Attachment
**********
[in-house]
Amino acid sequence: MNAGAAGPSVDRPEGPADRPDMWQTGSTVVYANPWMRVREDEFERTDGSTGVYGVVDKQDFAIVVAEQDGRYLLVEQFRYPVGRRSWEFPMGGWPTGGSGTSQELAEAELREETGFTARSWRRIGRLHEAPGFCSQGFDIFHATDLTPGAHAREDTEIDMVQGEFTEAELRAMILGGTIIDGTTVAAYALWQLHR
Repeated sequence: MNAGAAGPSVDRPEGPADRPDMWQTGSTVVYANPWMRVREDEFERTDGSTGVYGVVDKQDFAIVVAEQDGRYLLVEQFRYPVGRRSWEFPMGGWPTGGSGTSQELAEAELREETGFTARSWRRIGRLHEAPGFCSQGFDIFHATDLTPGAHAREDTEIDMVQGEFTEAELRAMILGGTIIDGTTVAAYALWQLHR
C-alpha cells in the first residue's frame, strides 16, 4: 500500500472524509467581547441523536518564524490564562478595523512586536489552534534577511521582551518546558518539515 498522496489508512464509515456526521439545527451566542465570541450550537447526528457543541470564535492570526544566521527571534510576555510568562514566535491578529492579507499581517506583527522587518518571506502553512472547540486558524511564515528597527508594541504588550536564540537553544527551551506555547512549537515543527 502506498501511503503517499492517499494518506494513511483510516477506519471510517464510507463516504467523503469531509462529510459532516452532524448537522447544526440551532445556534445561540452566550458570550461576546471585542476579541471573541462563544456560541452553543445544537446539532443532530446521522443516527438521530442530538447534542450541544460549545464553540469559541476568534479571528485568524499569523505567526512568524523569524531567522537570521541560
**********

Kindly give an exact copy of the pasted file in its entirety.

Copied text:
[in-house]
Amino acid sequence: MNAGAAGPSVDRPEGPADRPDMWQTGSTVVYANPWMRVREDEFERTDGSTGVYGVVDKQDFAIVVAEQDGRYLLVEQFRYPVGRRSWEFPMGGWPTGGSGTSQELAEAELREETGFTARSWRRIGRLHEAPGFCSQGFDIFHATDLTPGAHAREDTEIDMVQGEFTEAELRAMILGGTIIDGTTVAAYALWQLHR
Repeated sequence: MNAGAAGPSVDRPEGPADRPDMWQTGSTVVYANPWMRVREDEFERTDGSTGVYGVVDKQDFAIVVAEQDGRYLLVEQFRYPVGRRSWEFPMGGWPTGGSGTSQELAEAELREETGFTARSWRRIGRLHEAPGFCSQGFDIFHATDLTPGAHAREDTEIDMVQGEFTEAELRAMILGGTIIDGTTVAAYALWQLHR
C-alpha cells in the first residue's frame, strides 16, 4: 500500500472524509467581547441523536518564524490564562478595523512586536489552534534577511521582551518546558518539515 498522496489508512464509515456526521439545527451566542465570541450550537447526528457543541470564535492570526544566521527571534510576555510568562514566535491578529492579507499581517506583527522587518518571506502553512472547540486558524511564515528597527508594541504588550536564540537553544527551551506555547512549537515543527 502506498501511503503517499492517499494518506494513511483510516477506519471510517464510507463516504467523503469531509462529510459532516452532524448537522447544526440551532445556534445561540452566550458570550461576546471585542476579541471573541462563544456560541452553543445544537446539532443532530446521522443516527438521530442530538447534542450541544460549545464553540469559541476568534479571528485568524499569523505567526512568524523569524531567522537570521541560